One of the areas of agreement trumpeted by the US and China after Hu Jintao’s visit to Washington last week was a joint statement that expressed concern over North Korea’s uranium enrichment programmes.
According to the statement:
‘Agreeing on the crucial importance of denuclearization of the Peninsula in order to preserve peace and stability in Northeast Asia, the United States and China reiterated the need for concrete and effective steps to achieve the goal of denuclearization and for full implementation of the other commitments made in the September 19, 2005 Joint Statement of the Six-Party Talks. In this context, the United States and China expressed concern regarding the DPRK’s claimed uranium enrichment program. Both sides oppose all activities inconsistent with the 2005 Joint Statement and relevant international obligations and commitments.’
I’ve mentioned before how I felt China’s approach to Pyongyang risked encouraging North Korean bad behaviour, a theme also picked up by L. Gordon Flake in a guest entry here this month when he suggested that China’s reticence was now more akin to abetting Kim Jong-il’s recklessness.
Well, it’s also apparently a view shared by the International Crisis Group, which launched a report yesterday on China’s role in inter-Korean tensions. The full report (which contains a wealth of useful footnotes for context) can be downloaded here. I recommend taking a look at the whole thing if you have time.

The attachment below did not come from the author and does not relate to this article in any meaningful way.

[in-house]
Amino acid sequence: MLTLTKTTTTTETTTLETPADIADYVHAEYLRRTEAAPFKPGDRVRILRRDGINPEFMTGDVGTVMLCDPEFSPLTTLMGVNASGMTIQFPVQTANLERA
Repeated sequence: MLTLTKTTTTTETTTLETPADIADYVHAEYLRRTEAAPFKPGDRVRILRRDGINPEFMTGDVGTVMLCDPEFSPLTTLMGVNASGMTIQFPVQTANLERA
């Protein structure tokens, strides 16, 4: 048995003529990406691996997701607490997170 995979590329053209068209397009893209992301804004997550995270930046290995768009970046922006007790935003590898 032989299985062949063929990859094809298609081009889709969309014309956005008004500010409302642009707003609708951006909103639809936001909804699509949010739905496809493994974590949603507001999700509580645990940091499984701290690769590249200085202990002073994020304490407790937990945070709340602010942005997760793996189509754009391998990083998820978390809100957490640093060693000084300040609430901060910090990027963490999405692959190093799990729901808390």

The report notes that ultimately China is undermining not only regional security, but its own security as well through its refusal to take a firmer line over incidents like the sinking of the South Korean corvette the Cheonan last year. It notes, for example, that:
‘Diplomatic shielding of the North, particularly at the UN, has damaged (China’s) international image and weakened its standing as an honest broker in the Six-Party Talks, while encouraging risky conventional and nuclear initiatives by North Korea.’
It also notes that China’s response to the Cheonan and the shelling of Yeonpyeong Island in November has prompted South Korea and Japan to strengthen bilateral ties and also their military alliances with the United States, and to ‘consider expansion of their own missile defence systems, intensifying the risk of a regional arms race.’
Of course China’s more assertive posture over territorial disagreements in the past 12 months has also been a factor in pushing a number of countries in the region closer. But it’s clear that Beijing’s policy toward North Korea really doesn’t seem to be helping anyone—including itself.